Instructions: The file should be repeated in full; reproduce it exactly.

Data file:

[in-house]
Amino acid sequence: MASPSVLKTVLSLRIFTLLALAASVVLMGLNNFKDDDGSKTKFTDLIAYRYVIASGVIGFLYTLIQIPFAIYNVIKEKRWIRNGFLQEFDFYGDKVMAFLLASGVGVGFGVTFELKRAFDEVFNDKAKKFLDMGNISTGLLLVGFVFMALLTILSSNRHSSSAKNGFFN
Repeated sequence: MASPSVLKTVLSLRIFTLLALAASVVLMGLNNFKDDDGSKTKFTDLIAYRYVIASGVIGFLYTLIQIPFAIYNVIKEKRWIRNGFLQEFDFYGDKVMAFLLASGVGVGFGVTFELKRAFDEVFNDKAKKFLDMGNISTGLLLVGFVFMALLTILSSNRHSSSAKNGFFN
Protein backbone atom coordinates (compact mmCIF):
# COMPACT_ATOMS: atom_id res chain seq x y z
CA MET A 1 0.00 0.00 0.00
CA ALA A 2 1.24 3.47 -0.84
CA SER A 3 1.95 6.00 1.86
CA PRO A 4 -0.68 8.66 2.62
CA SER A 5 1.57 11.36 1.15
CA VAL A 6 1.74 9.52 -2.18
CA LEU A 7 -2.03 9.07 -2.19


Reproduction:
[in-house]
Amino acid sequence: MASPSVLKTVLSLRIFTLLALAASVVLMGLNNFKDDDGSKTKFTDLIAYRYVIASGVIGFLYTLIQIPFAIYNVIKEKRWIRNGFLQEFDFYGDKVMAFLLASGVGVGFGVTFELKRAFDEVFNDKAKKFLDMGNISTGLLLVGFVFMALLTILSSNRHSSSAKNGFFN
Repeated sequence: MASPSVLKTVLSLRIFTLLALAASVVLMGLNNFKDDDGSKTKFTDLIAYRYVIASGVIGFLYTLIQIPFAIYNVIKEKRWIRNGFLQEFDFYGDKVMAFLLASGVGVGFGVTFELKRAFDEVFNDKAKKFLDMGNISTGLLLVGFVFMALLTILSSNRHSSSAKNGFFN
Protein backbone atom coordinates (compact mmCIF):
# COMPACT_ATOMS: atom_id res chain seq x y z
CA MET A 1 0.00 0.00 0.00
CA ALA A 2 1.24 3.47 -0.84
CA SER A 3 1.95 6.00 1.86
CA PRO A 4 -0.68 8.66 2.62
CA SER A 5 1.57 11.36 1.15
CA VAL A 6 1.74 9.52 -2.18
CA LEU A 7 -2.03 9.07 -2.19